[concurrency-interest] syntax sugar for lazy instantiation

Ben Manes ben_manes at yahoo.com
Tue Jun 23 14:19:22 EDT 2009


I use this trick all the time, but its already supplied via FutureTask.  It has very similar semantics to your code.  This trick can be extended to build lazy maps (and other lazy structures) which is also very convenient.

public class Example {
    private final FutureTask<Computation> future = new FutureTask<Computation>(new Computable());

    // Lazily computes the work and returns the value
    public Computation getComputation() throws Exception {
        future.run(); // no-ops on all subsequent calls
        return future.get();
    }

    private static final class Computable implements Callable<Computation> {
        public Computation call() {
          // do work, return
        }
    }
}




________________________________
From: Ashley Williams <ashpublic at mac.com>
To: concurrency-interest at cs.oswego.edu
Sent: Tuesday, June 23, 2009 10:05:24 AM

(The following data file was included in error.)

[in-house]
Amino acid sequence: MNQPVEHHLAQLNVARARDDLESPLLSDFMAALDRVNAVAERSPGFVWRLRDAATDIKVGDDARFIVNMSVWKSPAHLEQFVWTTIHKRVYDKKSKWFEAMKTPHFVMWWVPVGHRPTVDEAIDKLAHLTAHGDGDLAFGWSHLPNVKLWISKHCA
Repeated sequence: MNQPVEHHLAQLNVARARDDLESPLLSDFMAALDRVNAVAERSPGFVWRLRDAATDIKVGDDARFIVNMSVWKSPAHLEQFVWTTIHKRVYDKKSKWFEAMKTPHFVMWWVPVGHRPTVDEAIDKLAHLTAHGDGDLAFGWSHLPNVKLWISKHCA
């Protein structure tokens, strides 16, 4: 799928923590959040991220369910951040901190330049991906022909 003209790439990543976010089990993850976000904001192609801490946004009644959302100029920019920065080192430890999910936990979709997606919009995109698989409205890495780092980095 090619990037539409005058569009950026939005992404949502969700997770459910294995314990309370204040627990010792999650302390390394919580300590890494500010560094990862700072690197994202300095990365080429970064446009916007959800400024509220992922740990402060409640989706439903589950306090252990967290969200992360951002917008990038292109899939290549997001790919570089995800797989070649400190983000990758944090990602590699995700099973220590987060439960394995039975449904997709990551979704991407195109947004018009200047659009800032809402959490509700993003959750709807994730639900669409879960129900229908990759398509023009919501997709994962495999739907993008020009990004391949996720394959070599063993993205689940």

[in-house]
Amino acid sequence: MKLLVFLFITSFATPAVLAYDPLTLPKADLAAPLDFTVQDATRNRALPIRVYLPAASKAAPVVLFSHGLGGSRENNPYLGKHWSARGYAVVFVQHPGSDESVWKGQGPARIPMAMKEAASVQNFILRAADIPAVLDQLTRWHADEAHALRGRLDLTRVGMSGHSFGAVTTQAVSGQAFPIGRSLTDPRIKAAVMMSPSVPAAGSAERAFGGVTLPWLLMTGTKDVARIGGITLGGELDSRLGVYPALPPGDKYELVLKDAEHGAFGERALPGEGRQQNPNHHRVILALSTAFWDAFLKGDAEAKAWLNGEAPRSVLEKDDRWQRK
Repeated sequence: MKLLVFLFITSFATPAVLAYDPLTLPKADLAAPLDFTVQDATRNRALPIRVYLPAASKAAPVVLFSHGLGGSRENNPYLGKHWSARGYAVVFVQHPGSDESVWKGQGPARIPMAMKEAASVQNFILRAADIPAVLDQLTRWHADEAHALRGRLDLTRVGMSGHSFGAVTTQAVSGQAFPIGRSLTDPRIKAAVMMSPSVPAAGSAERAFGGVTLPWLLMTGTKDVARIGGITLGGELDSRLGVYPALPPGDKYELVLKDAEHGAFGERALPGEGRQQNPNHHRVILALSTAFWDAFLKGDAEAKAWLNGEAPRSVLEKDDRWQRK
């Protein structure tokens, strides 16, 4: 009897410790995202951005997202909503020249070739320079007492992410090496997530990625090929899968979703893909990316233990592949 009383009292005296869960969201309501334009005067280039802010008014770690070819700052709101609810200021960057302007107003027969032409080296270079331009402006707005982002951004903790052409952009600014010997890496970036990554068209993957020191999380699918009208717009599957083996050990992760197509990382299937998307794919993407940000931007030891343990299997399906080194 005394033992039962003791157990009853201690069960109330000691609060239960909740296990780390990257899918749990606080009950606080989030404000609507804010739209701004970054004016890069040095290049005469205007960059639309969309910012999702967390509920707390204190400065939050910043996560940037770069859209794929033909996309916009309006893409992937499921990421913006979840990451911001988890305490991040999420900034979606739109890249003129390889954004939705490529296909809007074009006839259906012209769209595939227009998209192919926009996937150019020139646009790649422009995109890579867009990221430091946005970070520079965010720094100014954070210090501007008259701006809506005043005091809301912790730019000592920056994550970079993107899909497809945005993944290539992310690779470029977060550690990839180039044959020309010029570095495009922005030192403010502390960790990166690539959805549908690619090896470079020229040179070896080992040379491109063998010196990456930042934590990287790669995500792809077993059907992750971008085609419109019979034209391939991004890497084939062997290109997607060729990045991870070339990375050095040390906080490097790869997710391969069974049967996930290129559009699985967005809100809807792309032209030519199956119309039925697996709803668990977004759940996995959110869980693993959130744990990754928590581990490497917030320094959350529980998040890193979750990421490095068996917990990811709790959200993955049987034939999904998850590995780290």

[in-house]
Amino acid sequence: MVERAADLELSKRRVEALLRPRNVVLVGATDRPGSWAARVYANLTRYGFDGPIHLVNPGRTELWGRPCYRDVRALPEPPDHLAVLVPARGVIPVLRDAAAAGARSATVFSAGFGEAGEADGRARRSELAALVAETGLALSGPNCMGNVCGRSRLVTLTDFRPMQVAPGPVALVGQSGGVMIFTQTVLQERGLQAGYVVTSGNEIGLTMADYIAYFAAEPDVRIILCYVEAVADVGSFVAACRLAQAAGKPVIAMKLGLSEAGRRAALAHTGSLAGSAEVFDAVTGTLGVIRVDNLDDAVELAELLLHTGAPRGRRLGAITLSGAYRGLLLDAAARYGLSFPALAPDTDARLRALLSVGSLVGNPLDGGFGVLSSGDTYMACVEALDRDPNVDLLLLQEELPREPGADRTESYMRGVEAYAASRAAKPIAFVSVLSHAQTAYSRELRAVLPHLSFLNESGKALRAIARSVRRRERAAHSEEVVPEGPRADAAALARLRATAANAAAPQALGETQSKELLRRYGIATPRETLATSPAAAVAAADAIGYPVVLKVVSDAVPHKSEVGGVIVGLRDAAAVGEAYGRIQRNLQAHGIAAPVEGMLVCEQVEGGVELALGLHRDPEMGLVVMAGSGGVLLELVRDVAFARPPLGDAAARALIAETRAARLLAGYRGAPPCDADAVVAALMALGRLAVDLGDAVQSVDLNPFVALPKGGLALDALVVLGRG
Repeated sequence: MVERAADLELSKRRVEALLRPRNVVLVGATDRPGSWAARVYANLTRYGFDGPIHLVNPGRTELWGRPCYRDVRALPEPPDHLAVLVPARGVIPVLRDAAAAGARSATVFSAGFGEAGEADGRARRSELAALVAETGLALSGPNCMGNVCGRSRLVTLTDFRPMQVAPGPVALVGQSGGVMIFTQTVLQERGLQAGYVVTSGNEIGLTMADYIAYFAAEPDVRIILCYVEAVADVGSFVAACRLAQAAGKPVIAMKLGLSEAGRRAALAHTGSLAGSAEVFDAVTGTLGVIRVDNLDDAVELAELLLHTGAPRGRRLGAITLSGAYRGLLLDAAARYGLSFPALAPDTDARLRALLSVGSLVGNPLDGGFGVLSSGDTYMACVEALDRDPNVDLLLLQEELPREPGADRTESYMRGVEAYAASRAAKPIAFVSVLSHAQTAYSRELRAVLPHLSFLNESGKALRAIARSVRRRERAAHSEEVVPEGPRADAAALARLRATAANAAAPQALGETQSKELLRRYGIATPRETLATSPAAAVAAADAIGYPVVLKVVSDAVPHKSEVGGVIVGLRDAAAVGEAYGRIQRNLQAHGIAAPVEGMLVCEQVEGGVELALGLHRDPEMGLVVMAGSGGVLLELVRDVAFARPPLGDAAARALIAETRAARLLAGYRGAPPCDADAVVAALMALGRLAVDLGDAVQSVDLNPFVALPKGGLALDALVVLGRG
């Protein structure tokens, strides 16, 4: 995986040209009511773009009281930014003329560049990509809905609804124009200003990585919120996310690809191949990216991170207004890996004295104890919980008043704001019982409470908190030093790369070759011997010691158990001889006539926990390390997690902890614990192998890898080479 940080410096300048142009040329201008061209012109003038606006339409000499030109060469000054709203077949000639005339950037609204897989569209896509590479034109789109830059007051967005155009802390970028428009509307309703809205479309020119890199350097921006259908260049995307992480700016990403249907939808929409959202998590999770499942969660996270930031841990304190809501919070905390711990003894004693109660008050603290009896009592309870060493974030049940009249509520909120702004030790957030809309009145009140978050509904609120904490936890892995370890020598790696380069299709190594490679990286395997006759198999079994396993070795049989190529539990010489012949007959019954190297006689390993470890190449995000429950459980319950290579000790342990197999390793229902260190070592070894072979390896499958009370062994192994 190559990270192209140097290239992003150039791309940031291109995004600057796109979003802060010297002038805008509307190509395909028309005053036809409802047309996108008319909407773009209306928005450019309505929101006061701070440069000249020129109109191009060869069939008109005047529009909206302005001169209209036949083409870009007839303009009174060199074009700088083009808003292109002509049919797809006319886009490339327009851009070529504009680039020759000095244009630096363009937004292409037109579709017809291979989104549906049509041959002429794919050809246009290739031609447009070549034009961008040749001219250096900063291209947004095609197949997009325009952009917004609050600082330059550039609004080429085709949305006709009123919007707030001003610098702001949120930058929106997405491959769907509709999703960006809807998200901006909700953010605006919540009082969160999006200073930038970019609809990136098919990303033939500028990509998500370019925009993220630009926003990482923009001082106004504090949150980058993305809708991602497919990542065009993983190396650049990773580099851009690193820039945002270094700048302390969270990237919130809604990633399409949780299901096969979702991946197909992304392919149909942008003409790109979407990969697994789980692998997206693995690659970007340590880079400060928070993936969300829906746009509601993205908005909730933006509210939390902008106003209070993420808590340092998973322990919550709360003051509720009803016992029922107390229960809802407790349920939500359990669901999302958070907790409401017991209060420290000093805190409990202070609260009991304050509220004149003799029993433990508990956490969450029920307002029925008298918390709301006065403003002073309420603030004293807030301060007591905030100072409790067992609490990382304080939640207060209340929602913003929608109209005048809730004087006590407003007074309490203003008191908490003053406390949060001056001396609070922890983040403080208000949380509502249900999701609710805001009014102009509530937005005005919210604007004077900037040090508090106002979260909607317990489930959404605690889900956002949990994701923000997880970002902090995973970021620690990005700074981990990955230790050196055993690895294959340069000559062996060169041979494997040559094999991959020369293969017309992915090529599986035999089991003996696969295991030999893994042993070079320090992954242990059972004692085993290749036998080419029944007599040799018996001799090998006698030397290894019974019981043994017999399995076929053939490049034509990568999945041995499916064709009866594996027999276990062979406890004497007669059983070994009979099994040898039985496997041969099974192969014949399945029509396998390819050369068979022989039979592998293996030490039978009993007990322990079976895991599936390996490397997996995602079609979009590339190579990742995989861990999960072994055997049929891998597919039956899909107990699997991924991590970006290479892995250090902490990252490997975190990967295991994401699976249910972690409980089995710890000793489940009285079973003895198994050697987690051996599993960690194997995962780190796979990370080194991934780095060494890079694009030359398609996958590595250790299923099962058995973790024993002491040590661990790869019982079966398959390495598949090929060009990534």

Subject: [concurrency-interest] syntax sugar for lazy instantiation


It seems to me that the only reason to use an intrinsic lock on a lazy getter (stick a synchronized keyword
on the method signature) is convenience of syntax. Please correct me if I am wrong.

So is one idea to simplify lazy instantiation, feedback welcome if anybody can improve on it. It's based
on the observation that double checked locking is mostly boilerplate except for the line that creates
the instance and so I've factored it out into a callable interface.

Admittedly the anonymous class makes for a more verbose constructor, but at least the dcl logic is
now encapsulated. And if java had support for closures then the readability problem would go away.

So first the class:

@ThreadSafe
public final class LazyField<T> {
privatevolatileT obj;
private final Callable<T> callable;

public LazyField(Callable<T> callable) {
this.callable = callable;
}

public T get() {
if (obj == null) {
synchronized(this) {
if (obj == null) {
obj = callable.call();
}
}
}
returnobj;
}
}

and here is an example usage:


@ThreadSafe
public final class MyClass {
private final LazyField<String> message;


public MyClass() {
this.message = new LazyField<String>(new Callable<String>() {
public String call() throws Exception {
return "hello world";
}
});
}

public String getMessage() {
returnmessage.get();
}
}

- Ashley Williams


      
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